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Dose-response association between salivary cotinine levels and Mycobacterium tuberculosis infection.
- Author(s): Shin, SS
- Laniado-Laborin, R
- Moreno, PG
- Novotny, TE
- Strathdee, SA
- Garfein, RS
- et al.
Published Web Locationhttps://www.ingentaconnect.com/content/iuatld/ijtld/2013/00000017/00000011/art00016;jsessionid=e5nhso358gnm2.x-ic-live-02
No data is associated with this publication.
ObjectiveTo describe the association between salivary cotinine levels and interferon-gamma (IFN-γ) release assay results.
DesignWe conducted a cross-sectional study among injection drug users. Salivary cotinine levels were measured using NicAlert, a semi-quantitative dipstick assay. QuantiFERON©-TB Gold In-Tube (QFT-GIT) was used to determine Mycobacterium tuberculosis infection.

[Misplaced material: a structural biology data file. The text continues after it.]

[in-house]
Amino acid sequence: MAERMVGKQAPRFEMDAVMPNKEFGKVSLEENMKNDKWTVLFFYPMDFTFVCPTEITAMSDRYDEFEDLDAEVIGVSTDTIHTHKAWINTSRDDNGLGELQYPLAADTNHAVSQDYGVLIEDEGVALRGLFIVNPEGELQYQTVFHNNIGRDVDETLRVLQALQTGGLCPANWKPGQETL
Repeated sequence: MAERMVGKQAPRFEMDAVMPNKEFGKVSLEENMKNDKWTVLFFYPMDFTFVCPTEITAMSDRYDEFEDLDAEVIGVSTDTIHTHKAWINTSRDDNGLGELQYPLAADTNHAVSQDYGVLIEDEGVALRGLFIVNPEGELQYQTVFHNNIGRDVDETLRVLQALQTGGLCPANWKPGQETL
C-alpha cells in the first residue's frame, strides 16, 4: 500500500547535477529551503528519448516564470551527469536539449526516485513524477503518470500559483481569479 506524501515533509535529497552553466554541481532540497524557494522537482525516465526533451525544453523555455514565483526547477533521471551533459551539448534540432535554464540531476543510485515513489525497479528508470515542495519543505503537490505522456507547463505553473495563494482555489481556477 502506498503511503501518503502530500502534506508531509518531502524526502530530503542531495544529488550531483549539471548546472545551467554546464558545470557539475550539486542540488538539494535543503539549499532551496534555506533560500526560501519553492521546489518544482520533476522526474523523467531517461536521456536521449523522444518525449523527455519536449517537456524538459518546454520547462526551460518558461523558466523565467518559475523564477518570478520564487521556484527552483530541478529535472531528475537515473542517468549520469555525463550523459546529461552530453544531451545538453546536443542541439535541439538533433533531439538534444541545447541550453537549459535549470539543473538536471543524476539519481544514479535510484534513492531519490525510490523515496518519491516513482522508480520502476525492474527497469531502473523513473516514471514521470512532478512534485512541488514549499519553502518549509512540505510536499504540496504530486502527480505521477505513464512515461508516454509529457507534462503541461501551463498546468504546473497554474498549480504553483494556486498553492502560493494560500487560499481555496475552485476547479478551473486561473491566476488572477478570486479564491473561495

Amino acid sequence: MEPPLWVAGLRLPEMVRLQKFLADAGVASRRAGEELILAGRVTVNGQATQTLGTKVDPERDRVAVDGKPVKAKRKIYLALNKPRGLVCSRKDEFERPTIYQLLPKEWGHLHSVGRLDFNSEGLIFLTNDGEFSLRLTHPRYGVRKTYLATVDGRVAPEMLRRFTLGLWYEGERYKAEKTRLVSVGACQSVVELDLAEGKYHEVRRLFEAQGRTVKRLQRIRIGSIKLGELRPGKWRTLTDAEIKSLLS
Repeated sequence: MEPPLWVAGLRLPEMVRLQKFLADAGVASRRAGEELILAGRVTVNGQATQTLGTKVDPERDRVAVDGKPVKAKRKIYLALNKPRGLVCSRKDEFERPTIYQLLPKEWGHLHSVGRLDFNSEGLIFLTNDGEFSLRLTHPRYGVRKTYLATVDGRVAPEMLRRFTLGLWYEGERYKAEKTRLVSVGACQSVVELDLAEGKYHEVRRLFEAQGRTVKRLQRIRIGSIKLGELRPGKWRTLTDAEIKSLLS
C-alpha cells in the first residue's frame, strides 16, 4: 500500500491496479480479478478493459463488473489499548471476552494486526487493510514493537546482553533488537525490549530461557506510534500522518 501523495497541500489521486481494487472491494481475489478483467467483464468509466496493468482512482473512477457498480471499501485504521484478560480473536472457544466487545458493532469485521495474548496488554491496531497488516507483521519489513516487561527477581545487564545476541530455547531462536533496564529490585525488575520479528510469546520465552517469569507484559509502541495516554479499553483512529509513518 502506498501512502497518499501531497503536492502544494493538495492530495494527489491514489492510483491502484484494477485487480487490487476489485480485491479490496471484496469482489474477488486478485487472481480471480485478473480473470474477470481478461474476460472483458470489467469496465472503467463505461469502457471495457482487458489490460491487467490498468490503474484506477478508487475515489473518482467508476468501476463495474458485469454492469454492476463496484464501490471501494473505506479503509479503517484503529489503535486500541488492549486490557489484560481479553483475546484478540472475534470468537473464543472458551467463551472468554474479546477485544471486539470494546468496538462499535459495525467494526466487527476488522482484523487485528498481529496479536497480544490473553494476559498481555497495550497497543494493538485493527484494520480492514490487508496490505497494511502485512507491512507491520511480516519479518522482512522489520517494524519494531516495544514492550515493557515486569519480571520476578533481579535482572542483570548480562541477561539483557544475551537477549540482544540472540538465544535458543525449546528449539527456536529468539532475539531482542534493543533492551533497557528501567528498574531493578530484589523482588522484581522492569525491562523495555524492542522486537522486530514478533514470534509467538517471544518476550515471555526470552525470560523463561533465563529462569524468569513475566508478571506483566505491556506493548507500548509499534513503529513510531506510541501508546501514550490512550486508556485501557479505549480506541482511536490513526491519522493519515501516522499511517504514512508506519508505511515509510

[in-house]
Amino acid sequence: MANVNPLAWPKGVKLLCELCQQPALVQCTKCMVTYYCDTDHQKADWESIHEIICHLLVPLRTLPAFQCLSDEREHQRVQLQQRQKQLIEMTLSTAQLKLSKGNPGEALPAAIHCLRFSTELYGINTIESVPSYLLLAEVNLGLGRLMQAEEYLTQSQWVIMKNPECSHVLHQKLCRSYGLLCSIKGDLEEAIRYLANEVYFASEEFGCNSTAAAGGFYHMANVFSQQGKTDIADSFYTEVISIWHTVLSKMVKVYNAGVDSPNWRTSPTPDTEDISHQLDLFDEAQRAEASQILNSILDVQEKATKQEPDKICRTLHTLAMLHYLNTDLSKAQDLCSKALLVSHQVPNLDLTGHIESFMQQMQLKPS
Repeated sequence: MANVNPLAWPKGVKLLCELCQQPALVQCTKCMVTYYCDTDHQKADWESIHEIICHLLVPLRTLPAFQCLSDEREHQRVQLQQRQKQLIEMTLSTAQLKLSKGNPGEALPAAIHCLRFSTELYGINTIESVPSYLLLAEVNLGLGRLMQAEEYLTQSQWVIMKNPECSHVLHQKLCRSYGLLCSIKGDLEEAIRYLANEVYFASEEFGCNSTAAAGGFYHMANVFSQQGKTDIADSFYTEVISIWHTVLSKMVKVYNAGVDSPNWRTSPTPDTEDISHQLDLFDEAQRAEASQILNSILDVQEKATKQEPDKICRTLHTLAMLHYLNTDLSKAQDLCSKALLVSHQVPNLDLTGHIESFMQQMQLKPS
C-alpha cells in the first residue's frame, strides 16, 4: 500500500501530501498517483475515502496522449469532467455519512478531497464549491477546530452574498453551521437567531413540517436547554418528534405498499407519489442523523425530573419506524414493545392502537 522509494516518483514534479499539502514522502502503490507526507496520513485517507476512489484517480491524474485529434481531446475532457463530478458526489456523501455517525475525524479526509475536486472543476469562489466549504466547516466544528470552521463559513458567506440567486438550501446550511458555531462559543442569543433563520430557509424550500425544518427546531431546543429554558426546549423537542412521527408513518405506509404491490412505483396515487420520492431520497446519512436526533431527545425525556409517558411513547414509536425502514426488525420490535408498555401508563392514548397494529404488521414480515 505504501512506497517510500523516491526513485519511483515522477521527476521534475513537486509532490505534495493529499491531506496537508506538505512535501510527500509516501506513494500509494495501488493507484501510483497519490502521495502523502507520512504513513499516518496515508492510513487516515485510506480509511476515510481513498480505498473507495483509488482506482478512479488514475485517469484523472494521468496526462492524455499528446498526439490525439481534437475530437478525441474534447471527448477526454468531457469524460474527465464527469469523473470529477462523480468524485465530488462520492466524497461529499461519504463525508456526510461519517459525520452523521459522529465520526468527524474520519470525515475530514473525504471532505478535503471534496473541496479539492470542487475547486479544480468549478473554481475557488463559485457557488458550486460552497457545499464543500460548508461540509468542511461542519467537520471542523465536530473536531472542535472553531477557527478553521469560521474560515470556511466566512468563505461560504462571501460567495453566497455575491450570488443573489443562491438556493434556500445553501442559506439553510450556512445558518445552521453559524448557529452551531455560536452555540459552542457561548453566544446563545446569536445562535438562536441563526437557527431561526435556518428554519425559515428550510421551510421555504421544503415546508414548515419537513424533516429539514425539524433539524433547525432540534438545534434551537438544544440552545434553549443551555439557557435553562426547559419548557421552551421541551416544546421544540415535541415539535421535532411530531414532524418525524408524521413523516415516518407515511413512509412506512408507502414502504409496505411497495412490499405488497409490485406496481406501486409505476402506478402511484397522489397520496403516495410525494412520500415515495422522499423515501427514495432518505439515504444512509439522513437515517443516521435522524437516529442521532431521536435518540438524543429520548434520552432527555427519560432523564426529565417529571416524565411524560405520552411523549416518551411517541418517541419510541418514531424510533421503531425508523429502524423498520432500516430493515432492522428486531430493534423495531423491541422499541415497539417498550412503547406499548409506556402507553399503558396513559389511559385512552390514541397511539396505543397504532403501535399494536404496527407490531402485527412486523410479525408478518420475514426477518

ResultsAmong 234 participants, the prevalence of QFT-GIT positivity for NicAlert cotinine categories 0 (non-smoking), 1 (second-hand smoke exposure or low-level smoking) and 26 (regular smoking) were respectively 42.1%, 46.4% and 65.2% (Ptrend 0.012). We found increasing trends in QFT-GIT positivity (Ptrend 0.003) and IFN-γ concentrations (Spearman's r 0.200, P 0.002) across cotinine levels 0 to 6. In multivariable log-binomial regression models adjusted for education, cotinine levels were not associated with QFT-GIT positivity when included as smoking categories (1 and 26 vs. 0), but were independently associated with QFT-GIT positivity when included as an ordinal variable (prevalence ratio 1.09 per 1 cotinine level, 95%CI 1.021.16).
ConclusionOur findings suggest that a dose-response relationship exists between tobacco smoke exposure and M. tuberculosis infection. Longitudinal studies that use biochemical measures for smoking status are needed to confirm our findings.
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